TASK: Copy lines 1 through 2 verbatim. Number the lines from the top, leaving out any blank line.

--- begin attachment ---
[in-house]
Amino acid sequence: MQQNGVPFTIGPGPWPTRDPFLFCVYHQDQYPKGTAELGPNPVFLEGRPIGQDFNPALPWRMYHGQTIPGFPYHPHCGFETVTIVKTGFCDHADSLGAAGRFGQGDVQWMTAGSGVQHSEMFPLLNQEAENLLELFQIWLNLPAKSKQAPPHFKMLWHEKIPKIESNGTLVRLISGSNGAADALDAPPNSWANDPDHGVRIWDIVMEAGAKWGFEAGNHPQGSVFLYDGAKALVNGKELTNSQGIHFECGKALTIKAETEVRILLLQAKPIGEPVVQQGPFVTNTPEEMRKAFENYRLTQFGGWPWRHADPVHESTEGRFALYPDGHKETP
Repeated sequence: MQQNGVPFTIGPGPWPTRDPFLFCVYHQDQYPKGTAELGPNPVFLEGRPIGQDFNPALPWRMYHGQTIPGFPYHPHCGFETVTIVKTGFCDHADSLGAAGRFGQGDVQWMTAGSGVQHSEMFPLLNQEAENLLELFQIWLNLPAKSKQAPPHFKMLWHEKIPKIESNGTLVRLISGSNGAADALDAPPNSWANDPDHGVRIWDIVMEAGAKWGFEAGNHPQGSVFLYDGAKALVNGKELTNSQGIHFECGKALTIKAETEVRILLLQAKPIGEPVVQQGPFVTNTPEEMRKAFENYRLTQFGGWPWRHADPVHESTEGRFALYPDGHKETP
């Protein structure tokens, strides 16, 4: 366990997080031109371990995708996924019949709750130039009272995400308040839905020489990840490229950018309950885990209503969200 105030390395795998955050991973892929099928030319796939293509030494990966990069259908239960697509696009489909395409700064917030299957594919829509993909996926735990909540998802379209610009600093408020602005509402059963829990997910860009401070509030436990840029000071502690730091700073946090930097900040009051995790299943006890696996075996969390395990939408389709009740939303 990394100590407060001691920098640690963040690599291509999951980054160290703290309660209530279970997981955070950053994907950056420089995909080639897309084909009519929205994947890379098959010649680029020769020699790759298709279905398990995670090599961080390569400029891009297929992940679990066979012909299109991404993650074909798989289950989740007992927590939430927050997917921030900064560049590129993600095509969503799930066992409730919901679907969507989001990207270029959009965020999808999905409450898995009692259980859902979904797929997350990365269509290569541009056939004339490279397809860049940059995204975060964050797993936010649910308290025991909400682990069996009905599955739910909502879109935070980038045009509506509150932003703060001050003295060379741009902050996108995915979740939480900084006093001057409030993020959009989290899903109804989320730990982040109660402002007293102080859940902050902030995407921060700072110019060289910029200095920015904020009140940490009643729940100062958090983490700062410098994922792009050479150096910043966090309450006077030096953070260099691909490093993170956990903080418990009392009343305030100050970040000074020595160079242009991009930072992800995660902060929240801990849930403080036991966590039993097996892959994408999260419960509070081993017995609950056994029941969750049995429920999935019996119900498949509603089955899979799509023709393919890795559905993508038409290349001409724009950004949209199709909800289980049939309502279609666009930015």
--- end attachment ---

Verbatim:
[in-house]
Amino acid sequence: MQQNGVPFTIGPGPWPTRDPFLFCVYHQDQYPKGTAELGPNPVFLEGRPIGQDFNPALPWRMYHGQTIPGFPYHPHCGFETVTIVKTGFCDHADSLGAAGRFGQGDVQWMTAGSGVQHSEMFPLLNQEAENLLELFQIWLNLPAKSKQAPPHFKMLWHEKIPKIESNGTLVRLISGSNGAADALDAPPNSWANDPDHGVRIWDIVMEAGAKWGFEAGNHPQGSVFLYDGAKALVNGKELTNSQGIHFECGKALTIKAETEVRILLLQAKPIGEPVVQQGPFVTNTPEEMRKAFENYRLTQFGGWPWRHADPVHESTEGRFALYPDGHKETP